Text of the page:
The Facebook group showed a significant increase in performance compared to no significant change in the other two groups.

global shifting costs
Global Shifting Costs

Significant Group x Time interaction, F(2,33) = 4.01, p = .028. Only the Waitlist group showed a significant change from Time 1 to Time 2

processing speed
Processing Speed

Trails A

Trails B

Significant Time x Group interaction, F(2,38) = 3.40, p = .044, for Trails B; similar trend for Trails A performance, F(2,38) = 2.52, p = .094. No differential slowing for Trails B across groups

  • We found a specific cognitive benefit associated with using Facebook
    • Only the Facebook group showed improvements in updating/working memory
    • There were no changes in the other measures of executive function or in memory
  • Both intervention groups showed increases in processing speed
what accounts for the improvements in the facebook group relative to the penzu group
What accounts for the improvements in the Facebook group relative to the Penzu group?
  • Increased social interaction in Facebook group relative to Penzu
  • Facebook may be more cognitively challenging than Penzu or may place greater demands on working memory or the updating component of executive function.
  • Social interactions in general may involve working memory and executive control and may present real-world opportunities for maintaining cognitive function
specific advantages of online social networking
Specific Advantages of Online Social Networking
  • People who are truly socially isolated can stay connected, reducing the likelihood of cognitive decline
  • People who are experiencing cognitive decline can continue social interactions at their own pace
  • People who may be experiencing declines in vision or hearing can make adjustments so that they can remain socially connected
specific advantages of online social networking1
Specific Advantages of Online Social Networking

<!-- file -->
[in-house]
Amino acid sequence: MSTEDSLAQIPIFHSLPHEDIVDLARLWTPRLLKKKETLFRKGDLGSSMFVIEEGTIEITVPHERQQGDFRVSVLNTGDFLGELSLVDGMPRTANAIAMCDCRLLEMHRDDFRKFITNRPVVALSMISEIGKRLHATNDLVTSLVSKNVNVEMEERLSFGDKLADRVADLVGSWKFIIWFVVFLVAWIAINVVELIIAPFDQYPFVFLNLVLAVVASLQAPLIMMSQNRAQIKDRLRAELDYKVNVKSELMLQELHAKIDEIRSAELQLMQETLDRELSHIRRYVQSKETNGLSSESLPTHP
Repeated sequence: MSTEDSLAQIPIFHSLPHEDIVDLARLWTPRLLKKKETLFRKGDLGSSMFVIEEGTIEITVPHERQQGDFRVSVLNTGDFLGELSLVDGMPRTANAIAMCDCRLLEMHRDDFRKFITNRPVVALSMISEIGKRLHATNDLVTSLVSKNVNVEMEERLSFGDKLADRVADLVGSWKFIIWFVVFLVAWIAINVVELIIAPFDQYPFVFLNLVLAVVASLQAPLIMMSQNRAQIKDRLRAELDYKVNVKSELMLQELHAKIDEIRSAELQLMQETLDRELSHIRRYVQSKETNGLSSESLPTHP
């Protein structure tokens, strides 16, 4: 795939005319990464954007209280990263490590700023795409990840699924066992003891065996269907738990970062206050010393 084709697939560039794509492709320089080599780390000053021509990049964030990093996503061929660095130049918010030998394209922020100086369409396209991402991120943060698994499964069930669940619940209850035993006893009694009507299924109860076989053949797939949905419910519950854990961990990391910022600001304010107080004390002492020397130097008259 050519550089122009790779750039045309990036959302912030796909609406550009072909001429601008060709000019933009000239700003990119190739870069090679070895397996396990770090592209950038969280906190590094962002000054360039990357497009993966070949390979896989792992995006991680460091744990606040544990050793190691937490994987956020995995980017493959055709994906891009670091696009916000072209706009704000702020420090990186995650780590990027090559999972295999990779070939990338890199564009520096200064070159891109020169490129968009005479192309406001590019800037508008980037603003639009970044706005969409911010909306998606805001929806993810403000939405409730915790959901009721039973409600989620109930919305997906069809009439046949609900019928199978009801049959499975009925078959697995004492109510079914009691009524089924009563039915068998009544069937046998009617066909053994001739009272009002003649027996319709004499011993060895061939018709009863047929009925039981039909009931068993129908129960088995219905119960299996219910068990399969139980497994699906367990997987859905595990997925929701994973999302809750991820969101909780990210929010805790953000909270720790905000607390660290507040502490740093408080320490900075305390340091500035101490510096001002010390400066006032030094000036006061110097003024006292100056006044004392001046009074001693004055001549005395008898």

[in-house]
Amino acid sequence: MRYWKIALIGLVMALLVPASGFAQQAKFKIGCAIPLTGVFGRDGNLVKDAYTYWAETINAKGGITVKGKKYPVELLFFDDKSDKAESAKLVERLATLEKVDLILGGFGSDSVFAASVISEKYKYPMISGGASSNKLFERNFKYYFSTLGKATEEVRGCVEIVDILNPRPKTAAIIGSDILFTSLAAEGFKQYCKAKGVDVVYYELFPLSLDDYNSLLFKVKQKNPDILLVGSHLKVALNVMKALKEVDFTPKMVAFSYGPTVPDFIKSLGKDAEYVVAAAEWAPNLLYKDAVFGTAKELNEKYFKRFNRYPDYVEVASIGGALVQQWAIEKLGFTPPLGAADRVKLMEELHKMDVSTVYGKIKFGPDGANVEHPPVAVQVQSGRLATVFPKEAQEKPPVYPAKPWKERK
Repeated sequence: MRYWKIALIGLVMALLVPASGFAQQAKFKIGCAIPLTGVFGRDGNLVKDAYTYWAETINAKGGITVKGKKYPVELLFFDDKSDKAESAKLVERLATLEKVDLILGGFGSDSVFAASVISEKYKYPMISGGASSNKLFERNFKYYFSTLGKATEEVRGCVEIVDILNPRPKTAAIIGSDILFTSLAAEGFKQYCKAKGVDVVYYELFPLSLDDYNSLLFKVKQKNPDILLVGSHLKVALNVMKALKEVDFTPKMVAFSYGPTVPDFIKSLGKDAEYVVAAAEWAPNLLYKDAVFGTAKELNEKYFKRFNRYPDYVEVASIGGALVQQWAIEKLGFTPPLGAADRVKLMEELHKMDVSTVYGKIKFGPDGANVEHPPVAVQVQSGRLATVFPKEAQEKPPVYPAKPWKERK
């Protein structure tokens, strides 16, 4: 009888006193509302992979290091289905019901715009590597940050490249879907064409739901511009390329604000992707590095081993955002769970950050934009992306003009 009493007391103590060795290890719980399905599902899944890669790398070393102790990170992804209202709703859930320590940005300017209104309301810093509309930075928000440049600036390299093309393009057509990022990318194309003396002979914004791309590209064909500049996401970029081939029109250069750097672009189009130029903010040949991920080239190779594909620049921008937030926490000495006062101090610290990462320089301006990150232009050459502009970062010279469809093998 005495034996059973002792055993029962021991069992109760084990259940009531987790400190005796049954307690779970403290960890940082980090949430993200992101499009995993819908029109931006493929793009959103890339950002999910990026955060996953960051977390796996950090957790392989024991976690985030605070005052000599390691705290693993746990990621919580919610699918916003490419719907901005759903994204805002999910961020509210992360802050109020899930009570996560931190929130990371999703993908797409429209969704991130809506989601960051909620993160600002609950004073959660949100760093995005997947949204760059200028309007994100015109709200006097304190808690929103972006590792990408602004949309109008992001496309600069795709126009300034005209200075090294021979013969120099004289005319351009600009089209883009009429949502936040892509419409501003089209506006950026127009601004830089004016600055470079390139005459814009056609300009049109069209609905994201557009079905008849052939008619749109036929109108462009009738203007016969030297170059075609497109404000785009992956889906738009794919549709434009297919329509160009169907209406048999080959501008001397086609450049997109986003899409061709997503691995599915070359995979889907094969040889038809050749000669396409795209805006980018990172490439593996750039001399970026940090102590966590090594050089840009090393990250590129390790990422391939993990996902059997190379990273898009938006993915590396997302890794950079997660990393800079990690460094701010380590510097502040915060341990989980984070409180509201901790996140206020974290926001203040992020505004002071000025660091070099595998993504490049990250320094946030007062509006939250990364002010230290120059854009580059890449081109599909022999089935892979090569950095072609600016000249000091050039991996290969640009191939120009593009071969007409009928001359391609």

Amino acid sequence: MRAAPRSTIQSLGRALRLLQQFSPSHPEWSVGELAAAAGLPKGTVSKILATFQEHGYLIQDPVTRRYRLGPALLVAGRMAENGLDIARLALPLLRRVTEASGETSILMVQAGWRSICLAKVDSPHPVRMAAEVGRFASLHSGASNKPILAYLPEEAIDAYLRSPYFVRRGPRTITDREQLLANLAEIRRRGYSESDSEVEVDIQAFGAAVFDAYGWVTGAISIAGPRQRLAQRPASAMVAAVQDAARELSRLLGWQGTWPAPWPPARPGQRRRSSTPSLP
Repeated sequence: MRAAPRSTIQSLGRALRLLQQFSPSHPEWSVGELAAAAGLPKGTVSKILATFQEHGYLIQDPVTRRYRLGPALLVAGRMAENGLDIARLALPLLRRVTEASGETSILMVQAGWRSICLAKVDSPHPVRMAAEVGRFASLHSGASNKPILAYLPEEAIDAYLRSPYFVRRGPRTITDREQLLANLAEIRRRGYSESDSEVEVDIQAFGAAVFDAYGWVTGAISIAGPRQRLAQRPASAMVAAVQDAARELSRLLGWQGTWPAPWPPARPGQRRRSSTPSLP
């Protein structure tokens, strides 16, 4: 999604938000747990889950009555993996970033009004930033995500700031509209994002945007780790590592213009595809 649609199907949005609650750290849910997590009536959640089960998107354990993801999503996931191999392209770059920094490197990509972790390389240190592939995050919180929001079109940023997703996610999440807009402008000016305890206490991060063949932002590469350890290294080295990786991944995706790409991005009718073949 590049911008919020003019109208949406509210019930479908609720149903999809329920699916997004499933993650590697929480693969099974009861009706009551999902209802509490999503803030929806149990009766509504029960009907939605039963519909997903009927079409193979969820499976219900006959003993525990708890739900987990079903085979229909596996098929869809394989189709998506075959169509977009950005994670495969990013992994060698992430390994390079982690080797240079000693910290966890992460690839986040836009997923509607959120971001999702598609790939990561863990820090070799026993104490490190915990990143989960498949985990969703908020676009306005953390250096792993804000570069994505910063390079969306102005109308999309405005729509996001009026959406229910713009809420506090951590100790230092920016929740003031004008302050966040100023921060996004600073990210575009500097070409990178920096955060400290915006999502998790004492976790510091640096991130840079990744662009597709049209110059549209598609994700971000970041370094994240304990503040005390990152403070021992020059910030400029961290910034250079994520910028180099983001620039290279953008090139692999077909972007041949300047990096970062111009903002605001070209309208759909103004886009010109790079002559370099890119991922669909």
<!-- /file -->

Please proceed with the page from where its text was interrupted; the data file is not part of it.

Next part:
• People can be selective in their social interactions, maintaining those that are positive and discarding those that are negative
    • Some evidence suggests that negative social interactions increase stress and have negative effects on cognitive function (e.g., Tunetal., 2013)
  • Ultimately, older people can age in place for a longer period of time, remaining socially connected and cognitively challenged
  • Social interaction is likely to be beneficial and may be a very acceptable way to reduce cognitive decline, whether it occurs in face-to-face interactions or through online social media
  • Training programs that focus on real-world functional tasks that require executive control and working memory may be more effective than laboratory tasks, and they don’t require transfer to make a difference.
  • Training in the use of new technologies for solving everyday problems may be a meaningful way to keep people engaged and cognitively healthy.

Ivy Bean, 104 years old, has 4,000 friends on Facebook



Thanks to all of the older adults from the Tucson community and from La Posada in Green Valley who contributed their time to this study.

Annual Conference on Successful Aging 2013

  • Thanks also to the Evelyn F. McKnight Brain Research Foundation for support.